Now the power equipment is all cleaned, the oil changed, air filters are exchanged for a new one, and the blades are sharpened or replaced for next year. If sharpened make sure they are treated with WD40 to keep them rust-free. Disconnect the battery to prevent it from draining power. Now gas can be done two ways with power equipment; drain the tank completely or fill the tank to the top with gas and use a gas treatment product added to the gas to keep out water from winter condensation. I always keep gas in the tool shed during the winter just in case the car needs a quick fill, but I do treat that gas with a winter gas treatment. If you have several pieces of power equipment that use different types of gas treatments, be sure to label each container so you do not mix up and put the wrong product in the equipment. Just gas and gas and oil mixes do not work in the same equipment. If you have a chain saw, do you have a sharp blade, a spare blade, bar and chain oil and gas to run the saw? Try starting up the chain saw now and make sure that it is in working condition--remember last October's 16" snow fall; are you ready?

"WARNING" I just learned something yesterday that might interest you. Today, many gas stations are selling gasoline that contains "ethanol" in it and if you do not use a fuel stabilizer in that gas you will eventually have problems with your carburetor and engine problems. PASS this information onto your friends and neighbors.

One last thing--after you have put everything away for the year, spray inside the tool shed on the floor squirrel Stopper or Rodent Stopper from Messinas, in the red bottle. Bonide Lawn and Garden also have a wonderful product call Mouse Magic that will keep animals out of your tool shed when you close it up. I always reapply after the holidays just to be sure they are out and stay out. Both products are natural and work by creating a fear barrier and smell that is so strong the animals will not stay in the building. Made up of peppermint and spearmint plus essential oils, it will make even your eyes water if you stay in the shed with the door closed for some time.

This is a good rainy day project and you will thank me next year--or the next time you need tools to take down fallen trees or need to get into the shed without tripping over everything.
Neil Diamond & Barbara Streisand, You Don't Bring Me Flowers
Neil Diamond & Barbara Streisand, You Don't Bring Me Flowers
Let's prepare for the Fall Season!

The days are definitely getting shorter now, the days are a bit cooler--also the nighttime--but the days are beautiful, and this is my favorite season of the year. We all know what comes after fall, and for some of us it's not our favorite season, so let's enjoy the next 10 weeks in our yard and gardens. This cool weather is perfect to do a lot of work around the yard...you know, the things we let go by because of the heat of summer. So put on your jeans and let's get back to working in the garden.

My Dad always said that "fall is for cleaning, by preparing the gardens for winter and getting the garden ready for next spring." Here is what we did in September to prepare for the winter and next year's garden. The first thing we did was to clean out the tool shed and the garage. A quick cleaning before you fill them with the garden equipment, with left over products like fertilizer, insect and disease control products and with all the patio furniture.

The rototiller was washed, the oil was changed, and the gas was treated with a preservative to keep it from going bad during the winter. It was put in the back of the garage to be out of the way, and the 4 snow shovels were placed in front of it. Just a reminder that they were ready for my 2 brothers and me to help him shovel the driveway; in those days, snow blowers were not necessary when you had three sons.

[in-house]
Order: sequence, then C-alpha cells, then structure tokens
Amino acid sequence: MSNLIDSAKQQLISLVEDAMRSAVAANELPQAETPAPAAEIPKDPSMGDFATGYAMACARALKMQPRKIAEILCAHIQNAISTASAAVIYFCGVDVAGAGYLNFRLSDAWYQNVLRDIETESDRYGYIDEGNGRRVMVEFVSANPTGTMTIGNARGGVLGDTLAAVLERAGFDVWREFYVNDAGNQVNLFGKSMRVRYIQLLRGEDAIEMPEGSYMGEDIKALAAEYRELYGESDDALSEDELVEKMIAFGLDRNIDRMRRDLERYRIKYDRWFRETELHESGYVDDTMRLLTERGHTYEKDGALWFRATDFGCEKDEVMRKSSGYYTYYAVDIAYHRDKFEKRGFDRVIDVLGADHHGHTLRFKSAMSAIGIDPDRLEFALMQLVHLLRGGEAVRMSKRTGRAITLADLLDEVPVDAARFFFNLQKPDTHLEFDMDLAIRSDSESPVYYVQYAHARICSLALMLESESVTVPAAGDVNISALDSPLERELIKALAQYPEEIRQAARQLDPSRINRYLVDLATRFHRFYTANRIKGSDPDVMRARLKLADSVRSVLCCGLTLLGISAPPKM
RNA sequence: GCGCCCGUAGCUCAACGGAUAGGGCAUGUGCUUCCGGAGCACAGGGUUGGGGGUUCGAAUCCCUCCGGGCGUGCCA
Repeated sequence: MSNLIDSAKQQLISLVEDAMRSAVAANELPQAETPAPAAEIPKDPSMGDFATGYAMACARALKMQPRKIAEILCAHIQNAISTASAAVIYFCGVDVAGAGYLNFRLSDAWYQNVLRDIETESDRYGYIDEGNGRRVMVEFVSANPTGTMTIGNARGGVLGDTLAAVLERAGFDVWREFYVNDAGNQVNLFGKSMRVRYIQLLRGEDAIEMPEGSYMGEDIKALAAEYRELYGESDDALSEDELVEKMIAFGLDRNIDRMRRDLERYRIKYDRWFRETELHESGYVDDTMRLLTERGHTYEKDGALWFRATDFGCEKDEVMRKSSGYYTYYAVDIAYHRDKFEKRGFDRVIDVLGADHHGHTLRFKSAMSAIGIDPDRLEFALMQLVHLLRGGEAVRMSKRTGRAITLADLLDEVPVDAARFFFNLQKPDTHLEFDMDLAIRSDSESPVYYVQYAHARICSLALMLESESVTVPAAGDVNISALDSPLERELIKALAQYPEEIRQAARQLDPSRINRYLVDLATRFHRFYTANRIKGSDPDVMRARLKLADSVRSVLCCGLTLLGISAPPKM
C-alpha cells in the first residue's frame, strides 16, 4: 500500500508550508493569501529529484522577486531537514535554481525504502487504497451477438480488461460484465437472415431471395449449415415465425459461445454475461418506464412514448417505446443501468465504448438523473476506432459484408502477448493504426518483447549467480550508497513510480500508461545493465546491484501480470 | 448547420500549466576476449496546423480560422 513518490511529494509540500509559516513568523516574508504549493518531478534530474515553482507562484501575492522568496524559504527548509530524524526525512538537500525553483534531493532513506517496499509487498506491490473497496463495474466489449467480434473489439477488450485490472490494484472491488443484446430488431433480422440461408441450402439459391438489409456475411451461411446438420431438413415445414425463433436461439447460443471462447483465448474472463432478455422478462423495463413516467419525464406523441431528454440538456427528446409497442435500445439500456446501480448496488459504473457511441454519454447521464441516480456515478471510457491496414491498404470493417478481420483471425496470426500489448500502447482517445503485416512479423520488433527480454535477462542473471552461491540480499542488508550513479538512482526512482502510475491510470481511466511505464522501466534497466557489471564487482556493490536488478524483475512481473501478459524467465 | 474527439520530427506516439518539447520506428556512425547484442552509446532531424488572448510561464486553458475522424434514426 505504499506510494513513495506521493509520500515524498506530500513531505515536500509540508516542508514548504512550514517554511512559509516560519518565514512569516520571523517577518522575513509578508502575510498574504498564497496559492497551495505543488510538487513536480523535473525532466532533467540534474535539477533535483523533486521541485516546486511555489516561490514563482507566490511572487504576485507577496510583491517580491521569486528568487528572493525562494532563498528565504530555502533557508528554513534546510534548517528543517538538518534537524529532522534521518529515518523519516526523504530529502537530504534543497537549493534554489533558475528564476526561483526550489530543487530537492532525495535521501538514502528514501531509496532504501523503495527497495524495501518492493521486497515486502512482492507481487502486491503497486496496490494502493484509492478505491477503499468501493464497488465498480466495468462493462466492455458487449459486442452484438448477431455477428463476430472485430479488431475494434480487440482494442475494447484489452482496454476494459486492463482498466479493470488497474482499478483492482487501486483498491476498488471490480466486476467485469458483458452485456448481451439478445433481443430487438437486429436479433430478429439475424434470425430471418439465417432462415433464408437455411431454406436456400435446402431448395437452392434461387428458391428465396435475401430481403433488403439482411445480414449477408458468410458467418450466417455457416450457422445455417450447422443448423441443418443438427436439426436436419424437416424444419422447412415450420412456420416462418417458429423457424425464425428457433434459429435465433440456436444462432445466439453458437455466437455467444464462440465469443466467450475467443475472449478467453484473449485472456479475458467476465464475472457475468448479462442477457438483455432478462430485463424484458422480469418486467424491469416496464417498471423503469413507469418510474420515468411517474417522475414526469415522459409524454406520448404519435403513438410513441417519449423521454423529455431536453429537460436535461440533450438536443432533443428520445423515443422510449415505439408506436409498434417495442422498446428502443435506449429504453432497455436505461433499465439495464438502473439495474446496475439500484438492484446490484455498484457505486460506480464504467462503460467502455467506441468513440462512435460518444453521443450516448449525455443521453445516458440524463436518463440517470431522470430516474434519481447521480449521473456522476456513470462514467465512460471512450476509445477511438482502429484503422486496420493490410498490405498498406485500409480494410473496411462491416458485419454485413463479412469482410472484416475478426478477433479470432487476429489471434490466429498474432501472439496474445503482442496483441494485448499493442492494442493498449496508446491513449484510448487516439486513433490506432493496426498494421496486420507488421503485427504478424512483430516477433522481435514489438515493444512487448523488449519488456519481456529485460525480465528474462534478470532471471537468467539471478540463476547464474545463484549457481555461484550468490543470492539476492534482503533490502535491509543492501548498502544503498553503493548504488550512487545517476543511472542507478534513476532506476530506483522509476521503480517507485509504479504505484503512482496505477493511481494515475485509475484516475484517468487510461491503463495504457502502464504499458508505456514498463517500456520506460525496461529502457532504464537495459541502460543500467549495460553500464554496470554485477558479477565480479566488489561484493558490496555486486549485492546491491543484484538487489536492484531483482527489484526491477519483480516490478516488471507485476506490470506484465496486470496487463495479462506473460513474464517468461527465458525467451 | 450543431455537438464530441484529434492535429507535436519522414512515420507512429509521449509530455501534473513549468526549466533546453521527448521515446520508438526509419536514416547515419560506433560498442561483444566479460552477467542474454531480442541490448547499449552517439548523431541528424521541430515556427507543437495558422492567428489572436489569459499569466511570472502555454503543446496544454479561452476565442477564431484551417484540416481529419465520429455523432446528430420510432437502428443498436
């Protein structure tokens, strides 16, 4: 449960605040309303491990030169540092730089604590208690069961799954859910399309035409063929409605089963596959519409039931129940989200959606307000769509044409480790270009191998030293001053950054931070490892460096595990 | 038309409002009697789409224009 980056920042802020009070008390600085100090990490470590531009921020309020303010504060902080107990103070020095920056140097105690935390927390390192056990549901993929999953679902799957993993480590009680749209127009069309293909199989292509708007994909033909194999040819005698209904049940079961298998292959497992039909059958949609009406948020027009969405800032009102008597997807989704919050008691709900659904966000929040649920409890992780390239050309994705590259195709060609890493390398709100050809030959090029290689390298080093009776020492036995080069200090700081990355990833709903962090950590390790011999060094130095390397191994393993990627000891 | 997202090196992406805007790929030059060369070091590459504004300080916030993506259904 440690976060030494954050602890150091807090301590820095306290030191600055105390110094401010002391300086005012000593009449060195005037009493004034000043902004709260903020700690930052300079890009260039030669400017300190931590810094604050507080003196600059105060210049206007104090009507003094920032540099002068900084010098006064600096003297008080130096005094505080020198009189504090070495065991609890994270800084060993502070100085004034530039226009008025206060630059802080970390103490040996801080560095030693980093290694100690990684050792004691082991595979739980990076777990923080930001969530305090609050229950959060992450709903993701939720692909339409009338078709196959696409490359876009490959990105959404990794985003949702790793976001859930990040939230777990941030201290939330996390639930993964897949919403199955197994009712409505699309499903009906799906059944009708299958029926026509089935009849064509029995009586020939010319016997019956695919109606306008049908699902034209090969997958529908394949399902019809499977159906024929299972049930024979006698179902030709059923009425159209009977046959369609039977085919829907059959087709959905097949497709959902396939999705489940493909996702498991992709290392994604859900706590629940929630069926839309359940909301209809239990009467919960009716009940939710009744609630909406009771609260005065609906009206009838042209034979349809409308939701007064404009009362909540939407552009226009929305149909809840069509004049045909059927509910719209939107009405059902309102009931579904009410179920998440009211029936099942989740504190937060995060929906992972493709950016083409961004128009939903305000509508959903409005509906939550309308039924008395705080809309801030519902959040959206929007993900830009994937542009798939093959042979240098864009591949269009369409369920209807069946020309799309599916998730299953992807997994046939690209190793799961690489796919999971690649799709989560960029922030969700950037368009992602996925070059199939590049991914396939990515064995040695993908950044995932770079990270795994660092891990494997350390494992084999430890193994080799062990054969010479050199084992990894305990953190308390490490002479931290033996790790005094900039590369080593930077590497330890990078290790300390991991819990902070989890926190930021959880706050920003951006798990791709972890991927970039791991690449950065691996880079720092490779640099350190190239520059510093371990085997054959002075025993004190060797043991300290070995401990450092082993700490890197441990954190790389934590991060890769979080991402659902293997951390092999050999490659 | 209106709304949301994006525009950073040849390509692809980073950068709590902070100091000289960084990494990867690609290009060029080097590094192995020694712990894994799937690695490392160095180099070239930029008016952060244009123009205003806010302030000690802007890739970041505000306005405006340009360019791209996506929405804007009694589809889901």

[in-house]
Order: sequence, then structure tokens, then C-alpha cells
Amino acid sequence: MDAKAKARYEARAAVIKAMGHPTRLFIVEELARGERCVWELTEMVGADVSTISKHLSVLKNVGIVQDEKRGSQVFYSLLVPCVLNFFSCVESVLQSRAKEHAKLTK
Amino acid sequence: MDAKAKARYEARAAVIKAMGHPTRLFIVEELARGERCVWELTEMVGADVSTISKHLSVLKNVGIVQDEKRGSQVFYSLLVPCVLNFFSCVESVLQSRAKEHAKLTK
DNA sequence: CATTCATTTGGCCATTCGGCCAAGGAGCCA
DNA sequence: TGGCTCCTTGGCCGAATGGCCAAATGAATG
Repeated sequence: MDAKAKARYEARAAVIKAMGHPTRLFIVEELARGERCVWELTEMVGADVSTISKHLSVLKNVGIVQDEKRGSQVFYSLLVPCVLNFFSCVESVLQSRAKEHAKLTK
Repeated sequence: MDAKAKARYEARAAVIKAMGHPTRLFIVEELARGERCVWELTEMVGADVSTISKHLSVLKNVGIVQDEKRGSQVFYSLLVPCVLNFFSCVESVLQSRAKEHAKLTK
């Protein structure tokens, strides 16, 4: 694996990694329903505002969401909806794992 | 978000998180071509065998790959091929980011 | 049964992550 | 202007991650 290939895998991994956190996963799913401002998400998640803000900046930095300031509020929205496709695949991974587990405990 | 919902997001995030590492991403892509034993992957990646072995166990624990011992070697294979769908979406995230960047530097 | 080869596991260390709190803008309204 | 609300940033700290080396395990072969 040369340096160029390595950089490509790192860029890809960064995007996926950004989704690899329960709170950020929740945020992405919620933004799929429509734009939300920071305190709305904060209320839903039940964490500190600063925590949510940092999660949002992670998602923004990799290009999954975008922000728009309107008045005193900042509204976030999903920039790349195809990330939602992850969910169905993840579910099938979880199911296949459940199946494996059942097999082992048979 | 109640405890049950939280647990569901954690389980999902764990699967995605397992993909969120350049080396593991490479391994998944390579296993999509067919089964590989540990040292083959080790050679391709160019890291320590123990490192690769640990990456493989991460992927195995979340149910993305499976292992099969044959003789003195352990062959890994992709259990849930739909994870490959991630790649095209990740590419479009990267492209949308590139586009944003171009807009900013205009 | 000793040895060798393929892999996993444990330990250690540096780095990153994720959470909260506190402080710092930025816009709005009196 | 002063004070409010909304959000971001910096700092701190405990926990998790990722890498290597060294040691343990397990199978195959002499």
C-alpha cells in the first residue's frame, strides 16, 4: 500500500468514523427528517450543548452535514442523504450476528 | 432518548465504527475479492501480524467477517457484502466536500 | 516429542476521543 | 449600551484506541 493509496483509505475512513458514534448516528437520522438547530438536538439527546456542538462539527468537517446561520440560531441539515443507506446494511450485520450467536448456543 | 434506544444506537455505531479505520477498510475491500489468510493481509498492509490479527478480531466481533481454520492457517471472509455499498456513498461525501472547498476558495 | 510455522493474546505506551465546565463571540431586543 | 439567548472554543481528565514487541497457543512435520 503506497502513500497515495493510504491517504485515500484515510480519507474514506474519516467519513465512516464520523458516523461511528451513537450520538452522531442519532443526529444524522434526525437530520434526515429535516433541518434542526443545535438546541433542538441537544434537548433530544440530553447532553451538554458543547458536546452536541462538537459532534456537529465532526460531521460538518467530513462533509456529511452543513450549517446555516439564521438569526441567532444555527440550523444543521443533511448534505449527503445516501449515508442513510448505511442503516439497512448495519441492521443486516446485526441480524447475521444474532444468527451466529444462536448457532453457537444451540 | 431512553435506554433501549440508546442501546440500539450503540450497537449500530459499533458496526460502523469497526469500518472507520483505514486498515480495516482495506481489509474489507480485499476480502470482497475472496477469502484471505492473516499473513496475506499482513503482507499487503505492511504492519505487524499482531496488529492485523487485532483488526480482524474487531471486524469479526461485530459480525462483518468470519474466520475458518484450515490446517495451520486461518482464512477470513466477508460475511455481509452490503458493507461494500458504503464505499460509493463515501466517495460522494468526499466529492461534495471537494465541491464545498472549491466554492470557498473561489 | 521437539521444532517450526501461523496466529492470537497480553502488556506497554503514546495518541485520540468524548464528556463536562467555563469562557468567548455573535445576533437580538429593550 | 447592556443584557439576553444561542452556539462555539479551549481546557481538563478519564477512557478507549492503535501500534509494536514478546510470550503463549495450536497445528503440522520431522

Next, it was time to clean the vegetable and flower gardens. All plants that were finished producing were pulled up and placed into the compost pile. The garden was raked and cleaned, and the soil was prepared for next year with an application of limestone and several pickup truck loads of chicken manure from a friend's farm. It was always fun spreading chicken manure on a nice fall day and watching all the neighbors close the windows. But a quick watering did help to calm down this wonderful gardening fragrance, OH YEAH...and it still brings back wonderful memories of working in the garden with my Dad.

All the annual flowers that looked so tired were removed from the garden. The perennial garden was also cleaned and the plants were cut back to remove the yellowing and dying foliage. My Dad always believed that if we removed the tired plants and dead foliage that we were preventing problems for the following year and, yes, he was right. Insects and disease know that cooler weather means the end of their life cycle, and to continue their future they must lay eggs on that dying foliage. Diseases make spores for next year also. If you clean the garden this fall, you will have fewer problems next year. Then we limed these gardens and added chicken manure to keep those microbes well-fed during the winter.

Next, we cleaned the berry plants and my father removed the old canes of the raspberries that had produced so well that year. "Remove the old to make room for the new canes that will come next spring," he said--and he was so right, because if you do not remove the canes that produced this year, they will only make foliage for you next year, taking energy from the new ones. Clean the area around the plants, add limestone and, yes, that wonderful chicken manure. I think I still have scratches on my arms from cleaning those raspberries...but it was all worth the effort when those fresh berries were ready for picking.

Blueberries were mulched for the winter for extra protection against the cold and we added aluminum sulfate to help keep the soil around the plant more acidic, as blueberries do much better in acid soil. Pruning was done in the spring, never in the fall. The strawberries were cleaned of weeds around them and a fresh layer of straw was added for winter protection, and a bit of limestone to keep the soil sweet. Before we placed the mulch and straw around the plants, Dad always made sure we used the chicken manure around the plants. It was never a problem to get us kids into the bathtub after helping my father with his fall clean up.